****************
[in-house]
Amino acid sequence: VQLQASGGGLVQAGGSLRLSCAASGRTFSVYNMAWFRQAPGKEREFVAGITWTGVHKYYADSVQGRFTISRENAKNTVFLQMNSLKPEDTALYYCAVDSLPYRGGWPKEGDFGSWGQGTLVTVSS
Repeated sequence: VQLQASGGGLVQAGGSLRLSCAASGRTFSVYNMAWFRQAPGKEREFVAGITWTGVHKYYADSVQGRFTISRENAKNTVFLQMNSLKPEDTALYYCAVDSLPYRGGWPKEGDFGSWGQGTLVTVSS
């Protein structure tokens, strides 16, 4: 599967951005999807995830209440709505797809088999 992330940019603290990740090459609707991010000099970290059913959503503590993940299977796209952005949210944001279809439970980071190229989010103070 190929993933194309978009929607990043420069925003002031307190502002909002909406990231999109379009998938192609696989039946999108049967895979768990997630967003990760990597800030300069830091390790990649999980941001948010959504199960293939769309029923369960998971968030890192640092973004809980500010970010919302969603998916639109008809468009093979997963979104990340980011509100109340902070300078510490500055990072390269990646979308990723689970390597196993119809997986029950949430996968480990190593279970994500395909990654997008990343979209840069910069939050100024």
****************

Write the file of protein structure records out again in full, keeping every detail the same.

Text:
[in-house]
Amino acid sequence: VQLQASGGGLVQAGGSLRLSCAASGRTFSVYNMAWFRQAPGKEREFVAGITWTGVHKYYADSVQGRFTISRENAKNTVFLQMNSLKPEDTALYYCAVDSLPYRGGWPKEGDFGSWGQGTLVTVSS
Repeated sequence: VQLQASGGGLVQAGGSLRLSCAASGRTFSVYNMAWFRQAPGKEREFVAGITWTGVHKYYADSVQGRFTISRENAKNTVFLQMNSLKPEDTALYYCAVDSLPYRGGWPKEGDFGSWGQGTLVTVSS
């Protein structure tokens, strides 16, 4: 599967951005999807995830209440709505797809088999 992330940019603290990740090459609707991010000099970290059913959503503590993940299977796209952005949210944001279809439970980071190229989010103070 190929993933194309978009929607990043420069925003002031307190502002909002909406990231999109379009998938192609696989039946999108049967895979768990997630967003990760990597800030300069830091390790990649999980941001948010959504199960293939769309029923369960998971968030890192640092973004809980500010970010919302969603998916639109008809468009093979997963979104990340980011509100109340902070300078510490500055990072390269990646979308990723689970390597196993119809997986029950949430996968480990190593279970994500395909990654997008990343979209840069910069939050100024």